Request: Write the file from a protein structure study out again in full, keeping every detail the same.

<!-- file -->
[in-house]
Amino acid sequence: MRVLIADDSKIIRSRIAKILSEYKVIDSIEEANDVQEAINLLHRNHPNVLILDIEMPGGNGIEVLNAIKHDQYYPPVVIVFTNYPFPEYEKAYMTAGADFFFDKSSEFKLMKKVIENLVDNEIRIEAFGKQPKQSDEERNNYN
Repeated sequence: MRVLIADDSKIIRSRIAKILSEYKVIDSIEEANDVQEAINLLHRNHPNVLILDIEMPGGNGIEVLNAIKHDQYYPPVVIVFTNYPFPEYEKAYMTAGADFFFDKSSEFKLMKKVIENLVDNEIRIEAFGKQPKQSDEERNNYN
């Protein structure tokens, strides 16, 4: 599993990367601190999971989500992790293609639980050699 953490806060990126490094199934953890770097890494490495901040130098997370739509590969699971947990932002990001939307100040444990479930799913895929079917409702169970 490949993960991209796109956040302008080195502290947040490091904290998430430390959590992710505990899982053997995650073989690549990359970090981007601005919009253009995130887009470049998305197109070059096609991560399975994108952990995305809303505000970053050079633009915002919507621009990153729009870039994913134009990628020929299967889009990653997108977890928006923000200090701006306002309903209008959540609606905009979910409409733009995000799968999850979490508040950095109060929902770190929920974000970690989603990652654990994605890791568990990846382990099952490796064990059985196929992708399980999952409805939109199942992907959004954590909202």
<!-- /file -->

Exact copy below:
[in-house]
Amino acid sequence: MRVLIADDSKIIRSRIAKILSEYKVIDSIEEANDVQEAINLLHRNHPNVLILDIEMPGGNGIEVLNAIKHDQYYPPVVIVFTNYPFPEYEKAYMTAGADFFFDKSSEFKLMKKVIENLVDNEIRIEAFGKQPKQSDEERNNYN
Repeated sequence: MRVLIADDSKIIRSRIAKILSEYKVIDSIEEANDVQEAINLLHRNHPNVLILDIEMPGGNGIEVLNAIKHDQYYPPVVIVFTNYPFPEYEKAYMTAGADFFFDKSSEFKLMKKVIENLVDNEIRIEAFGKQPKQSDEERNNYN
């Protein structure tokens, strides 16, 4: 599993990367601190999971989500992790293609639980050699 953490806060990126490094199934953890770097890494490495901040130098997370739509590969699971947990932002990001939307100040444990479930799913895929079917409702169970 490949993960991209796109956040302008080195502290947040490091904290998430430390959590992710505990899982053997995650073989690549990359970090981007601005919009253009995130887009470049998305197109070059096609991560399975994108952990995305809303505000970053050079633009915002919507621009990153729009870039994913134009990628020929299967889009990653997108977890928006923000200090701006306002309903209008959540609606905009979910409409733009995000799968999850979490508040950095109060929902770190929920974000970690989603990652654990994605890791568990990846382990099952490796064990059985196929992708399980999952409805939109199942992907959004954590909202």